Americans must join hands to stop the 1619 Project’s poisonous slanders

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On his first day in office, President Biden signed an executive order abolishing the 1776 Commission established by his predecessor. But the 1776 Commission isn’t going away quietly, and all Americans should be grateful for that. 

While the stated intent of the commission was to help prepare for the 250th anniversary of the signing of the Declaration of Independence, then-President Donald Trump’s real purpose was to correct the lies told about our Founding by The New York Times’ 1619 Project. 

The Times project’s central proposition is that the arrival of the first African slaves on these shores in 1619 was the “true” founding of the American republic. According to project director Nikole Hannah-Jones, the colonies launched the American Revolution in defense of slavery — a claim debunked by some of the ­nation’s most eminent historians, including many liberal scholars, not that Hannah-Jones and her editors had enough shame to forthrightly retract it. 

The 1619 Project mainstreamed the critical race theories and anti-American historical distortions that exploded in the 2020 riots. Indeed, as Charles Kesler suggested in these pages, last summer’s violent unrest could be called the 1619 riots. 

Despite 1619’s errors, big and small — not least the outrageous characterization of Lincoln as a racist bent on resettling liberated slaves in Africa — Hannah-Jones won a Pulitzer Prize; the Times might as well house the award next to its 1932 Pulitzer for reporting that covered up Stalin’s terror famine in Ukraine. 

Yet school districts around the country have embraced 1619 as a curricular template for teaching US history. Trump, then, was right to establish a commission that would counter the influence of a project designed to poison the minds of students. But Biden, ­intent on reversing everything Trump did and in thrall to his party’s left wing, dumped it. 

Despite the presidential shutdown, the group informally reissued the report it submitted in January. More important, members met again in May to begin an effort to push back against a new Biden Department of Education rule that would, under the guise of “anti-racism,” direct federal funds to programs that will be guided by critical race theory.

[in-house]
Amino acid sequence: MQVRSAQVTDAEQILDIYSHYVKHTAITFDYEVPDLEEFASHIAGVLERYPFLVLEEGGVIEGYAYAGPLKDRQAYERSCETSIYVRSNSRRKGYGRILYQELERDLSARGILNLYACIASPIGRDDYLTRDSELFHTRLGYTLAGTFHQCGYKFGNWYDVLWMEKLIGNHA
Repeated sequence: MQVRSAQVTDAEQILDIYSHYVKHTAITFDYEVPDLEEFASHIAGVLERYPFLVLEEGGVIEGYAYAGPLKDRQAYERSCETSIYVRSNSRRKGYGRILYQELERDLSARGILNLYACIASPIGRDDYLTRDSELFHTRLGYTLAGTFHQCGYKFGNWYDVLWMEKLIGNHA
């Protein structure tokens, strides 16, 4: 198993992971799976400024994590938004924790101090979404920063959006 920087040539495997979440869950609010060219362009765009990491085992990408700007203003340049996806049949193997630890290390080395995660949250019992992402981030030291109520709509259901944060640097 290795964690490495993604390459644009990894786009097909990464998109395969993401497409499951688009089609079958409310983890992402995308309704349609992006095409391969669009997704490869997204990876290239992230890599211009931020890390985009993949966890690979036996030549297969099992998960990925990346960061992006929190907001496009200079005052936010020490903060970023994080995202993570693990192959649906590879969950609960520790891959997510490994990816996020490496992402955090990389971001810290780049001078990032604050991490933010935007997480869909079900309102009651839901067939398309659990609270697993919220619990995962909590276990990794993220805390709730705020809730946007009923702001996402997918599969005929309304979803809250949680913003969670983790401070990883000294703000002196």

That means the Biden administration will actually be encouraging and funding the teaching of ­racial discrimination — mirroring its overtly racist COVID-relief ­efforts that exclude white farmers and restaurateurs. 

Racism is what “anti-racism” amounts to, since the ideology sees Americans only as members of racial groups, some ­labeled virtuous victims, others treated as evil beneficiaries of “privilege.” While school systems can reject the administration’s ­efforts, the power of federal money to promote agendas shouldn’t be underestimated. 

Scholarly pushback, then, is ­essential. Biden and much of the mainstream media sought to wrongly frame the 1776 Commission as an expression of Trumpian racism. But it was about time someone stood up for the truth against leftist ideologues determined to trash the Founding ­Fathers and depict America as irredeemably racist. 

Long after the triumph of the civil-rights movement, the United States is far from perfect. But it isn’t the systematically racist country Hannah-Jones and left-wing Democrats claim it to be. Yet, with much of the country focused on other issues, the takeover of US education by leftists pushing the 1619 agenda is halfway complete. It’s a reminder that small groups of ideologues with cultural cachet and institutional access can quickly remake the national landscape, over against mass opposition. 

The revived, informal 1776 Commission can point to a more honest account of American history for schools and other institutions to follow. Still, at a time when corporations as well as the government have bought into Marxist-style ­re-education programs, it will an uphill battle. 

But the stakes are high enough that every element of conservative influence must be brought to bear. The 1619 catechism is the classic Big Lie, and Biden’s greenlight to inculcate kids in it is a threat to the nation. 

Though it’s an argument about the past, America’s ­future as a country that still upholds the principles of liberty depends on the outcome of this battle: 1776 must triumph over 1619. 

Jonathan S. Tobin is editor in chief of JNS.org. 

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